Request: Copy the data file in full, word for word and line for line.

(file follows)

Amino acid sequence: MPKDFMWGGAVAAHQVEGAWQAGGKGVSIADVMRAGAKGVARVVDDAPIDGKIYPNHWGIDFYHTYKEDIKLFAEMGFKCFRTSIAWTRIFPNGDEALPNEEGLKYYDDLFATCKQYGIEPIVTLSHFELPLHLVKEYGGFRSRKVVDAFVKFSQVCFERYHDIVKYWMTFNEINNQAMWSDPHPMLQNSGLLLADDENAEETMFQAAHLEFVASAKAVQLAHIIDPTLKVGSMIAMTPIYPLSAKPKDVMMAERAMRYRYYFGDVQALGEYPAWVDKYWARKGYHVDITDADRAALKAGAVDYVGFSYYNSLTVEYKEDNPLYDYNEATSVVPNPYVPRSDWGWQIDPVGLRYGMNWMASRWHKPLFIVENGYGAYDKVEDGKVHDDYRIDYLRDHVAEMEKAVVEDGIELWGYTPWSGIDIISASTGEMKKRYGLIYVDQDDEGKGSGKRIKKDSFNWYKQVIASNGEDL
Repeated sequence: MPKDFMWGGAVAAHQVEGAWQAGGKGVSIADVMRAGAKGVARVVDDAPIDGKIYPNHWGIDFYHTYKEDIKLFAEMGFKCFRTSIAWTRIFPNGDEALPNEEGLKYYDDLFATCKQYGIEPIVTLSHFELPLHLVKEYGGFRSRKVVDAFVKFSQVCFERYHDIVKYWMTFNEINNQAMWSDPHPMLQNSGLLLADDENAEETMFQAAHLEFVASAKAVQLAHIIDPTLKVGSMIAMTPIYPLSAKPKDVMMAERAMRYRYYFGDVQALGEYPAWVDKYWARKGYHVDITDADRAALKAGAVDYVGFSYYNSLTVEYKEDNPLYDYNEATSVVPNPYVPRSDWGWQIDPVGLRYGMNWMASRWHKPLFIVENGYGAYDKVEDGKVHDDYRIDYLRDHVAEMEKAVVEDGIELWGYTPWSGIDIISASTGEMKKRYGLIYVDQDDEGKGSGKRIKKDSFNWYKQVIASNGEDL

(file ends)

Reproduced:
Amino acid sequence: MPKDFMWGGAVAAHQVEGAWQAGGKGVSIADVMRAGAKGVARVVDDAPIDGKIYPNHWGIDFYHTYKEDIKLFAEMGFKCFRTSIAWTRIFPNGDEALPNEEGLKYYDDLFATCKQYGIEPIVTLSHFELPLHLVKEYGGFRSRKVVDAFVKFSQVCFERYHDIVKYWMTFNEINNQAMWSDPHPMLQNSGLLLADDENAEETMFQAAHLEFVASAKAVQLAHIIDPTLKVGSMIAMTPIYPLSAKPKDVMMAERAMRYRYYFGDVQALGEYPAWVDKYWARKGYHVDITDADRAALKAGAVDYVGFSYYNSLTVEYKEDNPLYDYNEATSVVPNPYVPRSDWGWQIDPVGLRYGMNWMASRWHKPLFIVENGYGAYDKVEDGKVHDDYRIDYLRDHVAEMEKAVVEDGIELWGYTPWSGIDIISASTGEMKKRYGLIYVDQDDEGKGSGKRIKKDSFNWYKQVIASNGEDL
Repeated sequence: MPKDFMWGGAVAAHQVEGAWQAGGKGVSIADVMRAGAKGVARVVDDAPIDGKIYPNHWGIDFYHTYKEDIKLFAEMGFKCFRTSIAWTRIFPNGDEALPNEEGLKYYDDLFATCKQYGIEPIVTLSHFELPLHLVKEYGGFRSRKVVDAFVKFSQVCFERYHDIVKYWMTFNEINNQAMWSDPHPMLQNSGLLLADDENAEETMFQAAHLEFVASAKAVQLAHIIDPTLKVGSMIAMTPIYPLSAKPKDVMMAERAMRYRYYFGDVQALGEYPAWVDKYWARKGYHVDITDADRAALKAGAVDYVGFSYYNSLTVEYKEDNPLYDYNEATSVVPNPYVPRSDWGWQIDPVGLRYGMNWMASRWHKPLFIVENGYGAYDKVEDGKVHDDYRIDYLRDHVAEMEKAVVEDGIELWGYTPWSGIDIISASTGEMKKRYGLIYVDQDDEGKGSGKRIKKDSFNWYKQVIASNGEDL